Maianthemum bifolium (False lily of the valley or May lily) is often a localized common rhizomatous flowering plant, native from western Europe east to Siberia, China and Japan.
Non-flowering stems usually have only one waxy leaf, but on flowering plants there is one basal leaf that withers away before flowering, and two stem leaves produced alternately up the 10-20 cm tall stems, which are topped off with many star shaped white flowers. The leaves are heart to triangular, 3-8 cm long and 2-5 cm broad, with small fine hairs on the veins. The flowers have 4 tepals, 4 stamens and have 2 chambers in the pistil; flowering is in mid spring to early summer. This species, along with Maianthemum canadense and Maianthemum dilatatum are the only 4-tepaled species. One to two seeds are produced in round berries that are speckled red when immature and redden with age. This species is found in the wild growing in open forests and on damp soils in grassy ditches and thickets.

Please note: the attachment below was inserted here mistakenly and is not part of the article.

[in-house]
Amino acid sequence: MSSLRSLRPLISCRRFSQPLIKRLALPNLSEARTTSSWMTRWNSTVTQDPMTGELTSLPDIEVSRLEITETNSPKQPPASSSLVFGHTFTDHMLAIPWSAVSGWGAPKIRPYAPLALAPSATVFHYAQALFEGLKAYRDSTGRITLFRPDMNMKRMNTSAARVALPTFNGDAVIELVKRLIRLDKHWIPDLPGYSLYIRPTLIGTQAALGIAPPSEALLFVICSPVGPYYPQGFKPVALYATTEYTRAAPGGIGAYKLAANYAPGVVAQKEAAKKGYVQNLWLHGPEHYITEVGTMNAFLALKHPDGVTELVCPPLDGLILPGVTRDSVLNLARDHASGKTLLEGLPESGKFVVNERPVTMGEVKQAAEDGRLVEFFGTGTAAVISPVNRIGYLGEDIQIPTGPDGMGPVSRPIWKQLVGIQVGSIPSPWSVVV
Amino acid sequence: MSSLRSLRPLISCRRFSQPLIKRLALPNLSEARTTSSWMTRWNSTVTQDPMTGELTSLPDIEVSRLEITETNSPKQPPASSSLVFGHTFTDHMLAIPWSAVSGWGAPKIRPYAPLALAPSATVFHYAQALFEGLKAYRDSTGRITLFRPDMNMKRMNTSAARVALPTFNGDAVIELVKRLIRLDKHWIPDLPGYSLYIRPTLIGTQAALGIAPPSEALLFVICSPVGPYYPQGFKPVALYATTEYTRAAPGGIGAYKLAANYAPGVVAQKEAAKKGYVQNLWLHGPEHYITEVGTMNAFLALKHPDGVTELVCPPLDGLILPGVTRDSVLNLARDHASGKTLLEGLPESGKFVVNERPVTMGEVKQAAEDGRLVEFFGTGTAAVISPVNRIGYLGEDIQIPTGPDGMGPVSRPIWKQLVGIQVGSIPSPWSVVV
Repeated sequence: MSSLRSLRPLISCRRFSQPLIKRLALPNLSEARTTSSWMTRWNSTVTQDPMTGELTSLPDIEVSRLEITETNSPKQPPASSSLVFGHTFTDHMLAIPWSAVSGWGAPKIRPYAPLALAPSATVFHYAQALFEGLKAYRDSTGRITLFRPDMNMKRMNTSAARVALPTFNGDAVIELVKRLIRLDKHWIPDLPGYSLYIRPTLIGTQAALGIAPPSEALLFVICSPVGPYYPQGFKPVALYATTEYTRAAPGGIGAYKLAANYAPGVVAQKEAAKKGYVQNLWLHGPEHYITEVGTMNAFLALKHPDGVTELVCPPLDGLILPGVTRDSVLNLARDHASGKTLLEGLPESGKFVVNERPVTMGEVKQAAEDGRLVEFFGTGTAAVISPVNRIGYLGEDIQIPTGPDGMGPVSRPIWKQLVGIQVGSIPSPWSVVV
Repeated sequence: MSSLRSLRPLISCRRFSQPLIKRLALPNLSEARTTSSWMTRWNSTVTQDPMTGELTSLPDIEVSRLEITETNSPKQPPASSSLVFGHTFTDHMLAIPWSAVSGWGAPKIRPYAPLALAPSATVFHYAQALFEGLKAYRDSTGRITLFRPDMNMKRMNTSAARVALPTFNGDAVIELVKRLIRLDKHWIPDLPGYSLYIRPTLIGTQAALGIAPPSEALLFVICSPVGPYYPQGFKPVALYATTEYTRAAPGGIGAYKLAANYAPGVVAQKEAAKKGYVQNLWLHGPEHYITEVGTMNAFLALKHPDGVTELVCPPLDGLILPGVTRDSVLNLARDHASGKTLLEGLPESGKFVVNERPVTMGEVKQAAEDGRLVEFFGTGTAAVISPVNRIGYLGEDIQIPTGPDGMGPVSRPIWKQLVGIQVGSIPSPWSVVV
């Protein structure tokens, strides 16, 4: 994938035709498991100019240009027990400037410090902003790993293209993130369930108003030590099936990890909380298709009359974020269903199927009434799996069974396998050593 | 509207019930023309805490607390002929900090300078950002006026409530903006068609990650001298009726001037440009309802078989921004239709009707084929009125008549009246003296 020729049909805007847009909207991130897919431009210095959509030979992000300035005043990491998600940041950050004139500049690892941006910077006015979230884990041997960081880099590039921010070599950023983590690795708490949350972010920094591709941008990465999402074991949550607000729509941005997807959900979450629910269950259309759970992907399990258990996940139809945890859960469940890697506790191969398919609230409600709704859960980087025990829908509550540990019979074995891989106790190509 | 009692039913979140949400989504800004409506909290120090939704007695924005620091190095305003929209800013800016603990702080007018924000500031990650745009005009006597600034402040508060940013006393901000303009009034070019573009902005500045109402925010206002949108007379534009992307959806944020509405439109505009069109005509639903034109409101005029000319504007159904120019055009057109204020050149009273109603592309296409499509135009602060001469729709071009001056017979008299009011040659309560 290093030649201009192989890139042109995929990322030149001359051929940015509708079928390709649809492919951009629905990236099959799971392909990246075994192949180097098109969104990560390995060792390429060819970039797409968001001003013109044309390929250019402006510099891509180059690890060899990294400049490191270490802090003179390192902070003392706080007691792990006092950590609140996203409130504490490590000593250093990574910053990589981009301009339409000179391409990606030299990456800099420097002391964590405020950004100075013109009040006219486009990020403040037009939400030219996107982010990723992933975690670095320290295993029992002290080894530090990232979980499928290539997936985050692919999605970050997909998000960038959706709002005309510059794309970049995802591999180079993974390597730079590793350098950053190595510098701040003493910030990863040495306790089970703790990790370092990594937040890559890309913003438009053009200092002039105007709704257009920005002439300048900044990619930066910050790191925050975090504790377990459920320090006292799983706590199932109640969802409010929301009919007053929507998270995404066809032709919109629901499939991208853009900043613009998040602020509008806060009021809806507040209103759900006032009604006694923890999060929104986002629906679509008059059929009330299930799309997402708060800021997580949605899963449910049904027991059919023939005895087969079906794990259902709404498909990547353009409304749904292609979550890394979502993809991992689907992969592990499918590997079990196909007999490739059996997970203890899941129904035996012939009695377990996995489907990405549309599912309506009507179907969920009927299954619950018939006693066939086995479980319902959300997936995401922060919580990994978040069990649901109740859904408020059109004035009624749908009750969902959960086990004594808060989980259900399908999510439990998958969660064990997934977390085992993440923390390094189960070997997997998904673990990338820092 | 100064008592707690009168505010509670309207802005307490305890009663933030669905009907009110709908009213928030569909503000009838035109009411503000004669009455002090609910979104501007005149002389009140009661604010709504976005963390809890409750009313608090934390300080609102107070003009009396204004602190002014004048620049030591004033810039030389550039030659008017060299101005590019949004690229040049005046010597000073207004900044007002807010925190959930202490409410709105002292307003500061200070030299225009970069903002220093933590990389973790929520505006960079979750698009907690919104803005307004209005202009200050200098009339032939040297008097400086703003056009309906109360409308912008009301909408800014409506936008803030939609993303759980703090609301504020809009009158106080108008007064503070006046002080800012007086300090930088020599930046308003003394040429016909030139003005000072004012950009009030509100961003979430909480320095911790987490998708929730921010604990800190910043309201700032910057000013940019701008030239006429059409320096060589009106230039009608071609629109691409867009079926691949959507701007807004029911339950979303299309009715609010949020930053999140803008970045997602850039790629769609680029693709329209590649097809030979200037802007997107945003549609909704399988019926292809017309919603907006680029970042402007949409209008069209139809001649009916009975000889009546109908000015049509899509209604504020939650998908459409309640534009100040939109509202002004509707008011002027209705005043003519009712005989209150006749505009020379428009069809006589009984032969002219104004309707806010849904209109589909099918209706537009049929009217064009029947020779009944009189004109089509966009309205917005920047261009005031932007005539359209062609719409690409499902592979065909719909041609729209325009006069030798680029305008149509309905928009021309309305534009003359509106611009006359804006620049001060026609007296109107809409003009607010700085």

The plant is poisonous.
The plants are growing in all the Nordic countries except the highest mountains. There it is disseminated deposits up to Finnmark.
The Hardangervidda goes up to 1,160 m